Our global community of innovators is always abuzz with activity, but momentum generated from three initiatives this year have us particularly excited to follow them in the year to come.
Here at Sustainable Brands™ — our self-described ‘home for courageous optimists’ — our global community of innovators is always abuzz with activity, but a few initiatives this year have generated their own special momentum and have us particularly excited to follow them in the year to come.
Plastics: From pronouncements to progress
An exhibit on plastic waste at MAAT in Lisbon, Portugal | Image credit: Martijn Baudoin/Unsplash
2019 continued the tidal wave of commitments from household-name brands and their parent companies pledging to rid their products, processes and packaging of unnecessary plastic — and working to get consumers to do the same — while joining forces and scaling new technologies to get a handle on the glut of material already out in the world. Public pronouncements are all well and good, but there’s typically very little visibility into progress on those pronouncements — but WWF is now working to change that with its ReSource: Plastic platform. In its 2019 report, No Plastic in Nature: A Practical Guide for Business Engagement, WWF outlines four proven strategies that nearly any company can deploy when approaching this issue. Then, through ReSource, it goes on to help companies solve for the what, how and why by identifying what specific actions they should be taking, and how they’re working once in progress.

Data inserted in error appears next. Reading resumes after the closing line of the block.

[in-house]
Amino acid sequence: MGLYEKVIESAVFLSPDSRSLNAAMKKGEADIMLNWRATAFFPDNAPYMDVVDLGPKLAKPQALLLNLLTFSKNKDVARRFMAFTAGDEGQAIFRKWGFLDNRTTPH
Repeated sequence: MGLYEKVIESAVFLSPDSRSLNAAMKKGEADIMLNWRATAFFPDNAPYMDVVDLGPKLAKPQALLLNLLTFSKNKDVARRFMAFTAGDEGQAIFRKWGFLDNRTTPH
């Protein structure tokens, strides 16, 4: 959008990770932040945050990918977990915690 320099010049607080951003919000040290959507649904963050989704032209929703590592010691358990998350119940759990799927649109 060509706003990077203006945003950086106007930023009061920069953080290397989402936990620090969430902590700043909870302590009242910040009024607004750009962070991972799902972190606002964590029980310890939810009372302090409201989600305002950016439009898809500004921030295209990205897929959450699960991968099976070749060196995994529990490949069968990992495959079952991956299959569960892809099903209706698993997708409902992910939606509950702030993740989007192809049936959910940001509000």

As WWF’s Erin Simon told us earlier this year, “The unique value proposition of ReSource is the rigor that [holds] companies to the very high standards for commitment and self-improvement.”
Influencing sustainable consumer behaviors ... how's that going?
Read the latest Sociocultural Trend Tracker research from our Brands for Good collaboratory and The Harris Poll — which examines consumer progress in adopting more sustainable behaviors, as well as brand trust scores during this unprecedented confluence of societal crises.
The ReSource Footprint Tracker will be the centerpiece of the activation hub — telling companies where to start, how to identify intervention points for action and how to optimize these actions in order to meet their commitment objectives. Because all member companies will be using the tracker, it will also allow WWF to see the aggregate progress being made toward its goal of preventing 10 million metric tons of plastic waste.